• Insights

France – An update on mandatory and optional profit-sharing schemes

Written by
Capstan Avocats, the law firm setting the benchmark for labour law in France.
Following the entry into force of the PACTE law reforming many aspects of French business practice including profit-share and employee saving schemes, this article sets out how these schemes operate.   

On 22 May 2019, a new law, entitled ‘PACTE’ was enacted by President Macron after a legislative process that took nearly one year. This law includes numerous provisions relating to labour and employment, including an ambitious reform of profit sharing and employee saving schemes.

This is an opportunity to provide background information regarding French profit-sharing schemes. There are two types of scheme:

  • ‘Participation’ which is a mandatory scheme for all companies of at least 50 employees (the mandatory profit-sharing scheme).
  • ‘Intéressement’ which is optional (the optional profit-sharing scheme).


These are collective schemes and allow employers to give an incentive to employees, with reduced social security withholdings. They also encourage employee savings, as earnings can be placed on a company savings plan.

All companies subject to French law fall within the scope of the legislation regarding mandatory profit-sharing schemes, even subsidiaries of foreign companies. Implementing a scheme is mandatory when the headcount is at least 50 employees on average during the last five consecutive years. This new five-year rule was implemented by the PACTE law and allows employers to considerably delay the implementation of the mandatory profit-sharing scheme, in comparison with the provisions that were previously enforceable. Indeed, if in any given year during this five-year timeframe, the average headcount falls below 50 employees, the scheme will only have to be implemented if the average headcount is at least 50 employees on average during the next five years, and only for the sixth year.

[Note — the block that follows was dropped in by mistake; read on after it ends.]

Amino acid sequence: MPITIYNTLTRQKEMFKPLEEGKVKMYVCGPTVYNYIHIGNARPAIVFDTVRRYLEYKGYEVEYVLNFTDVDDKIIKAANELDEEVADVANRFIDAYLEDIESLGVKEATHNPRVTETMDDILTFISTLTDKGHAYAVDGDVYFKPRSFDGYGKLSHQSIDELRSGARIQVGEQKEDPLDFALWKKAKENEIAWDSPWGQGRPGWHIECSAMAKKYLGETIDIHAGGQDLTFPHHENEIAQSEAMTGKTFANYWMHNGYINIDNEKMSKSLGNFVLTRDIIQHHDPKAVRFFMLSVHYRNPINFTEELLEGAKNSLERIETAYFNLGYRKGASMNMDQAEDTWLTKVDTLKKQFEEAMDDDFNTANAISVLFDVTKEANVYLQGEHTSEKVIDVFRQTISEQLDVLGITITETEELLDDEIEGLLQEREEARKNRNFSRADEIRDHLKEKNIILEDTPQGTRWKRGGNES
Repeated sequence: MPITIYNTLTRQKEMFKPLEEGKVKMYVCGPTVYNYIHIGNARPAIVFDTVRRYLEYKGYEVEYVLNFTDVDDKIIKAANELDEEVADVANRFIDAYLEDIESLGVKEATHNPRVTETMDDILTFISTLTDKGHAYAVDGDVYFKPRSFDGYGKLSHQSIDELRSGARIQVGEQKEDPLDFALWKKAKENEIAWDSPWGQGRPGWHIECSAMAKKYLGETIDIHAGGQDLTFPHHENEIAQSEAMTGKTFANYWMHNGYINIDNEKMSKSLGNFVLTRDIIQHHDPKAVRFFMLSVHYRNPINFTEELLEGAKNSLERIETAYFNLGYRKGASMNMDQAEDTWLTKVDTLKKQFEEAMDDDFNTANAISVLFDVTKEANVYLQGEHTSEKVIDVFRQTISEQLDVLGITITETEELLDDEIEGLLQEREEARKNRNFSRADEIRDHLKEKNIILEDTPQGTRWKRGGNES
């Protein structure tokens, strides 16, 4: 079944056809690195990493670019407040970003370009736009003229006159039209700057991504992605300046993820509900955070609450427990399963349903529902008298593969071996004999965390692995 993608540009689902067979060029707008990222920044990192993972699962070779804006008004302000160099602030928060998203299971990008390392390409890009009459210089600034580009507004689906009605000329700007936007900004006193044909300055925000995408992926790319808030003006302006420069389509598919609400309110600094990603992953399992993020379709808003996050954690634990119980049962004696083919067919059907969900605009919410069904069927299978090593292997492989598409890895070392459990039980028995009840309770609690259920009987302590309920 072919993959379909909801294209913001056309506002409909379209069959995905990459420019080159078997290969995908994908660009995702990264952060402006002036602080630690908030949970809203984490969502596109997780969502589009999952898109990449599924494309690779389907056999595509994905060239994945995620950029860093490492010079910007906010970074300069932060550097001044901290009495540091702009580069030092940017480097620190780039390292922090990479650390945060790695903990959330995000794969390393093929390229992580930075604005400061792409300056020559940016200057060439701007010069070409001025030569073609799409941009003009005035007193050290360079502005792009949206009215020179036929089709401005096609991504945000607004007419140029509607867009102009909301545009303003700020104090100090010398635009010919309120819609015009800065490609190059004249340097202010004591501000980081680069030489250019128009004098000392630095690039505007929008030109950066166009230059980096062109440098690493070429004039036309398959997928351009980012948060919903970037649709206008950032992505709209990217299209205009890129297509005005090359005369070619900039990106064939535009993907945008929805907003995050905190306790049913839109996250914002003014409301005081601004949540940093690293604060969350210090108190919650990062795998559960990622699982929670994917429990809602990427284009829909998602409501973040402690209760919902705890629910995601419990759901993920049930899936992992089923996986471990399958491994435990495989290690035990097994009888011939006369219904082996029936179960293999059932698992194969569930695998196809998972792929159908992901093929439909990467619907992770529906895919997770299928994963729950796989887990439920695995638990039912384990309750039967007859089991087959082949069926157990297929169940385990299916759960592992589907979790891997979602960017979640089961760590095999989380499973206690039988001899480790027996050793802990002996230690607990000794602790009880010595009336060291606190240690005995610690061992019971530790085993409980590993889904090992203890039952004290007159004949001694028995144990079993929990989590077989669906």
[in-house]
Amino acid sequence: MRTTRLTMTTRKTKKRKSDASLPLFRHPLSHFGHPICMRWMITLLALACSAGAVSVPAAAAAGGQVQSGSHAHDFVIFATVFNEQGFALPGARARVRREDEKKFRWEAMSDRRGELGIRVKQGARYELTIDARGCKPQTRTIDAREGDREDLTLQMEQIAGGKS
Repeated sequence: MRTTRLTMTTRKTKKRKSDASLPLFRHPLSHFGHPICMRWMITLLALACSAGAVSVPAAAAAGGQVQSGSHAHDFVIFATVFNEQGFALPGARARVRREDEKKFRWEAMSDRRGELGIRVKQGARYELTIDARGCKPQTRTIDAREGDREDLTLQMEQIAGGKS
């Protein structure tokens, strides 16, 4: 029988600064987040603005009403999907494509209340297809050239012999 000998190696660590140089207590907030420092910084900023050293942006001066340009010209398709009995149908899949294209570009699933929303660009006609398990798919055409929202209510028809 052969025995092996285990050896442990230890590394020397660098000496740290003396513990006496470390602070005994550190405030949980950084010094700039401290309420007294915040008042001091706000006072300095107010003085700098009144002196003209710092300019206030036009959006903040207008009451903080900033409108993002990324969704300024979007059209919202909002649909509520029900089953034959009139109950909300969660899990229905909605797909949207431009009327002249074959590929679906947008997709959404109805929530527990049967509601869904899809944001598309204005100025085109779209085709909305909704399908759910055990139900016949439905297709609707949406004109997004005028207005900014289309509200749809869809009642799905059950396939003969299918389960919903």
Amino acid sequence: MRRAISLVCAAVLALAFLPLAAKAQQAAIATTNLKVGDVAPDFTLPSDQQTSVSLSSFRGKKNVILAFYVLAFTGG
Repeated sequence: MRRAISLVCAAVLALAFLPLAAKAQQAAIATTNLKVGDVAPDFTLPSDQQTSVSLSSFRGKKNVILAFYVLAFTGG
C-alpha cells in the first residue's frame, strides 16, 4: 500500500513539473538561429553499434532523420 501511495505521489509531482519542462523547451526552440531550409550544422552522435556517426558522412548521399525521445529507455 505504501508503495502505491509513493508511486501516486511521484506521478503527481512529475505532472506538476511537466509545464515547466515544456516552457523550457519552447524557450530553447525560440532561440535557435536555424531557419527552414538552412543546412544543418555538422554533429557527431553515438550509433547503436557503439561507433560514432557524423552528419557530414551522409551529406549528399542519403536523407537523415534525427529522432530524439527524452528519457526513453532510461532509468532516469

The mandatory profit-sharing scheme should be implemented through an agreement. It is calculated according to a legal formula that takes into consideration various financial variables, pertaining to the company at hand, including taxable profits, net equity, wages and added value. If the taxable result is nil, there will be no profit sharing. The agreement can provide a different calculation formula, but if so, the formula has to be more favourable than the legal one.

Once the amount of the pot is determined, it is split between the workforce. As a general rule, all employees benefit from the mandatory profit-sharing scheme. That includes employees on fixed-term contracts or indefinite-term contracts, but not interim workers, or interns.  A three-month length of service condition can be included.

The pool can then be split:

  • in proportion to wages; or
  • equally between employees; or
  • in proportion to working time; or
  • using a mix of these criteria.


No other criteria may be imposed. Then, once the pool is split, employees can either request immediate payment of their profit share or request the sum to be put on a savings account. The latter will be the default choice.

The purpose of an optional profit-sharing scheme is to provide an award to employees for collective achievements. An agreement determines collective targets to be reached and an award is provided to employees when this target is reached. The award is split according to the same rules as for the mandatory profit-sharing scheme. An optional profit-sharing scheme is a valued and efficient tool for businesses’ compensation and benefits policies, due to its favourable social security treatment.

Fadi Sfeir
Counsel - France
Capstan Avocats